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Old May 29, 2014, 09:02 PM   #7
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The Model 1903 Mark 1 was the Springfield rifle as made for the Pedersen device, which was officially named the U.S. Pistol, Caliber .30, Model of 1918 as a cover. The changes to the rifle involved adding an ejection port with a slightly modified stock, as well as changes to the sear and the magazine cutoff.

One result was an outcry from Congress and the public when the cover name "leaked" and it was thought that the Army was abandoning the Model 1911 pistol and .45 caliber in favor of a smaller handgun.

The Pedersen-device equipped Model 1903 was one of the first of the "semi-automatic assault rifles", its only competition in history being the Fedorov, which was produced in fewer numbers but which was actually used in combat. The Russian rifle was not only more powerful, but in the later and most common version, was selective fire.

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Old May 29, 2014, 11:40 PM   #8
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I have a 1903 with the Pedersen slot in the receiver. It is a neat piece of history.
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Old May 29, 2014, 11:51 PM   #9
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After the Army gave up on the ".30 pistol", the Mk I rifles were changed back to the standard rifle with the special sears and cutoff parts removed. Of course there was no practical way to fill in the ejection port, so they just left it.

Rarely, a Mk I will turn up with the special parts intact; sometimes they are not even noticed since the rifle functions normally.

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Old May 30, 2014, 10:08 AM   #10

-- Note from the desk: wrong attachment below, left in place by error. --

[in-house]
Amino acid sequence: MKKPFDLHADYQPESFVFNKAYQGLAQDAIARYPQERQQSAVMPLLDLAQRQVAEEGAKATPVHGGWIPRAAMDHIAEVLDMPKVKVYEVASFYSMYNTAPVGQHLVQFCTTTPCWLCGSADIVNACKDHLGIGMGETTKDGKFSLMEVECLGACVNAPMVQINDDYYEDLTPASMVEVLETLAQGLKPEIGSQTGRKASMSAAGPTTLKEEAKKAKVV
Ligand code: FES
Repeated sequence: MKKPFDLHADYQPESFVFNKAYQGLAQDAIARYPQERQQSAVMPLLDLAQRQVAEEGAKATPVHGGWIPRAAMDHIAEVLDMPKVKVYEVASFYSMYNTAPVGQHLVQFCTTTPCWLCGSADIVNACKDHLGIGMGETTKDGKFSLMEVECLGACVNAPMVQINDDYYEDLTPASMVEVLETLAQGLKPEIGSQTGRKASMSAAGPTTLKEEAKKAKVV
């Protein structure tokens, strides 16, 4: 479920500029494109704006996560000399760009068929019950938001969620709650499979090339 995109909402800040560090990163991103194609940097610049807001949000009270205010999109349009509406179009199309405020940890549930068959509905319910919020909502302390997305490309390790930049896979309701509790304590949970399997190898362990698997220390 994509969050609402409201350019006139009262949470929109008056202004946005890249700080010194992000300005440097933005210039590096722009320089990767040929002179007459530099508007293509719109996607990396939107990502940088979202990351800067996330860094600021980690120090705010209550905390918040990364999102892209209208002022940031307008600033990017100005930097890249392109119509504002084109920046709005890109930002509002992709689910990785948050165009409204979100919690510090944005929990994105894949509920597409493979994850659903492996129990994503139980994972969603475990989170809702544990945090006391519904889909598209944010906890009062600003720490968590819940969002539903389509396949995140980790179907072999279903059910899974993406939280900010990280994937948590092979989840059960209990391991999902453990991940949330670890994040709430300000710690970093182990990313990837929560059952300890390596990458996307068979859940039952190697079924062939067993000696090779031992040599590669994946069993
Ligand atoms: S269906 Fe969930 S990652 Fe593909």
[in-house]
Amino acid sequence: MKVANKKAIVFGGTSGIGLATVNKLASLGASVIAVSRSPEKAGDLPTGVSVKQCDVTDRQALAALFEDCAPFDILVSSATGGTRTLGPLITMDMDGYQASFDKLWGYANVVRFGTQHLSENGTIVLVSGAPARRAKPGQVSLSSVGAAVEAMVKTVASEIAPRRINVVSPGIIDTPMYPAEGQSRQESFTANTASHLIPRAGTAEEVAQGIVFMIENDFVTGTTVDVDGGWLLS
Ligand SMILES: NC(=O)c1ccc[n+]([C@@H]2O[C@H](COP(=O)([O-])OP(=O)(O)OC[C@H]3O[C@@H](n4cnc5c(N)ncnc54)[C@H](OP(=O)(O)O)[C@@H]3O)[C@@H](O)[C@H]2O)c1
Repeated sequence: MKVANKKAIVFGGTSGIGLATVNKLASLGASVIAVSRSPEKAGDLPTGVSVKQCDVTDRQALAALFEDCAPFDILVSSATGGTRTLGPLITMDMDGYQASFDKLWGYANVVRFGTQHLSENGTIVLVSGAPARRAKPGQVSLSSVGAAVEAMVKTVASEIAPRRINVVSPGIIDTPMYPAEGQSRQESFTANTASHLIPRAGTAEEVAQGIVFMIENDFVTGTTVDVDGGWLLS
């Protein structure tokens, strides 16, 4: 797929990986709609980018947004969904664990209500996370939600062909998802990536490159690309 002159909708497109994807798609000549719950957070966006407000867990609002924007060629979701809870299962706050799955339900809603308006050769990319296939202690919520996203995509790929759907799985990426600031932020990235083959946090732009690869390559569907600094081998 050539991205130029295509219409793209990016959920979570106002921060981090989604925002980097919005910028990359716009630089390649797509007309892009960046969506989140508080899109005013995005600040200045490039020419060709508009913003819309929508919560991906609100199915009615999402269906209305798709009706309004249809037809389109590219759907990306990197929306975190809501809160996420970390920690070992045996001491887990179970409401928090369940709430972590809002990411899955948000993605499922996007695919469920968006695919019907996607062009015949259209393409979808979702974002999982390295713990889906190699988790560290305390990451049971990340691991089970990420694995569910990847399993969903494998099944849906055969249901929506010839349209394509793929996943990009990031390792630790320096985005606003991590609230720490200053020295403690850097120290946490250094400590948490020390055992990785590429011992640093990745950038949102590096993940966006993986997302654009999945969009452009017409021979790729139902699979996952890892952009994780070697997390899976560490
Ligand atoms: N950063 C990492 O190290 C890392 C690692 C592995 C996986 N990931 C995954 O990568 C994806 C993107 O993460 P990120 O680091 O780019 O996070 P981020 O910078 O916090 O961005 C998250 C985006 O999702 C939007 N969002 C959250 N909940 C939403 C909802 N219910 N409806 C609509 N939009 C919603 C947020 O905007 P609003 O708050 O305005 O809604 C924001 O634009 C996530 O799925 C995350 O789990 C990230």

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James K:

Some interesting comments have appeared in this discussion. As for yours, regarding "no practical way to fill in the ejection port ..", I'm surprised that the lack of practically managed to stand in the way of possible government action, but then I might be overly suspicious of both government and the actions it takes or doesn't take.

Otherwise, regarding early Russian attempts to develop an "assault rifle", as memory serves, they tried one, around the WW 1 time period. It was in 6.5 MM caliber (intermediate cartridge), gas operated, and didn't work particularly well, due to metallurgy problems, corrosive primers I believe, among other troubles.

As to the Pedersen Device rifles, modified Springfield rifles, to describe them as "semi-automatic assault rifles" is I think in error. My thinking along those lines is as follows:

1. The term "semi-automatic assault rifle" is politicians terminology.
2. Pedersen Device equipped rifles did not have selective fire capability, correct me if I'm wrong. The correct definition of "assault rifle/assault weapon" is as follows. Selective Fire Weapon, usually of rifle configuration, chambered for intermediate cartridge. Again, correct me if I'm wrong.
3. The Springfield Rifle fired the full power service rifle cartridge, that being the 30-06, as it came to be known. The Pedersen Device was essentially an auxiliary firing mechanism, that fired a rifle caliber (30) pistol cartridge.

Re the foregoing, some might think I make mountains out of mole hills. Perhaps so, however I submit that terminology is important.

Last edited by alan; May 30, 2014 at 10:34 AM.
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Old May 30, 2014, 10:33 AM   #11